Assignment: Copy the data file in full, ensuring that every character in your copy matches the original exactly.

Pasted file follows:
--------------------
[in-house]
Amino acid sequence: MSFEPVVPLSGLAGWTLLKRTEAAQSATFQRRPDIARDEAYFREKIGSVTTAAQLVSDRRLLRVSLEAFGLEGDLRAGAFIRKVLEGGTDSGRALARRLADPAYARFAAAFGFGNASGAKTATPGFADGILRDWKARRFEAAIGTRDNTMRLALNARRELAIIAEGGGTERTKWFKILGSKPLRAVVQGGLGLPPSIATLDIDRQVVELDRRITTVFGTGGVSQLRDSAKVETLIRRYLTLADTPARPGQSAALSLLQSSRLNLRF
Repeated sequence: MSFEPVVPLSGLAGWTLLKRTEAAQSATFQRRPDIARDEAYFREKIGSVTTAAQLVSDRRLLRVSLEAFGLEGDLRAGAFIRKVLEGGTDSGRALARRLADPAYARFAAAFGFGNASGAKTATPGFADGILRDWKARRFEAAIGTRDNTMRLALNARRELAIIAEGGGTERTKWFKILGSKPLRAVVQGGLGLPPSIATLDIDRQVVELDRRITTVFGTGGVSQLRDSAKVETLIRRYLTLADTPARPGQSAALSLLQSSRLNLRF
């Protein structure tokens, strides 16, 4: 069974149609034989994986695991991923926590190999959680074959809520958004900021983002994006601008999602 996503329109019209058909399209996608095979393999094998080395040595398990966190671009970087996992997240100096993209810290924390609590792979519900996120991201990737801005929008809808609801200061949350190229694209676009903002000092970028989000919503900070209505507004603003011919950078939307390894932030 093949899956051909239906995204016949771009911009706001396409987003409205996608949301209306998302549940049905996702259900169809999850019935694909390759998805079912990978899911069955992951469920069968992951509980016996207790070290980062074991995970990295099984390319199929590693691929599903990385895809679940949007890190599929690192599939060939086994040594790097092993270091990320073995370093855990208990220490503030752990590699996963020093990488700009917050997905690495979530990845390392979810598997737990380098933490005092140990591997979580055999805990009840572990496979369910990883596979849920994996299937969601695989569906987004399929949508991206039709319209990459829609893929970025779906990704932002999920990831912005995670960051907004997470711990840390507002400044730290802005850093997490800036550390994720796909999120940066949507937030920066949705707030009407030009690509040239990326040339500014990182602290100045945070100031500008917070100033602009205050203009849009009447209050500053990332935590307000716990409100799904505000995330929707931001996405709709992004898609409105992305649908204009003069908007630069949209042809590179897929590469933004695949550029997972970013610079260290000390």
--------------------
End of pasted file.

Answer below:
[in-house]
Amino acid sequence: MSFEPVVPLSGLAGWTLLKRTEAAQSATFQRRPDIARDEAYFREKIGSVTTAAQLVSDRRLLRVSLEAFGLEGDLRAGAFIRKVLEGGTDSGRALARRLADPAYARFAAAFGFGNASGAKTATPGFADGILRDWKARRFEAAIGTRDNTMRLALNARRELAIIAEGGGTERTKWFKILGSKPLRAVVQGGLGLPPSIATLDIDRQVVELDRRITTVFGTGGVSQLRDSAKVETLIRRYLTLADTPARPGQSAALSLLQSSRLNLRF
Repeated sequence: MSFEPVVPLSGLAGWTLLKRTEAAQSATFQRRPDIARDEAYFREKIGSVTTAAQLVSDRRLLRVSLEAFGLEGDLRAGAFIRKVLEGGTDSGRALARRLADPAYARFAAAFGFGNASGAKTATPGFADGILRDWKARRFEAAIGTRDNTMRLALNARRELAIIAEGGGTERTKWFKILGSKPLRAVVQGGLGLPPSIATLDIDRQVVELDRRITTVFGTGGVSQLRDSAKVETLIRRYLTLADTPARPGQSAALSLLQSSRLNLRF
């Protein structure tokens, strides 16, 4: 069974149609034989994986695991991923926590190999959680074959809520958004900021983002994006601008999602 996503329109019209058909399209996608095979393999094998080395040595398990966190671009970087996992997240100096993209810290924390609590792979519900996120991201990737801005929008809808609801200061949350190229694209676009903002000092970028989000919503900070209505507004603003011919950078939307390894932030 093949899956051909239906995204016949771009911009706001396409987003409205996608949301209306998302549940049905996702259900169809999850019935694909390759998805079912990978899911069955992951469920069968992951509980016996207790070290980062074991995970990295099984390319199929590693691929599903990385895809679940949007890190599929690192599939060939086994040594790097092993270091990320073995370093855990208990220490503030752990590699996963020093990488700009917050997905690495979530990845390392979810598997737990380098933490005092140990591997979580055999805990009840572990496979369910990883596979849920994996299937969601695989569906987004399929949508991206039709319209990459829609893929970025779906990704932002999920990831912005995670960051907004997470711990840390507002400044730290802005850093997490800036550390994720796909999120940066949507937030920066949705707030009407030009690509040239990326040339500014990182602290100045945070100031500008917070100033602009205050203009849009009447209050500053990332935590307000716990409100799904505000995330929707931001996405709709992004898609409105992305649908204009003069908007630069949209042809590179897929590469933004695949550029997972970013610079260290000390």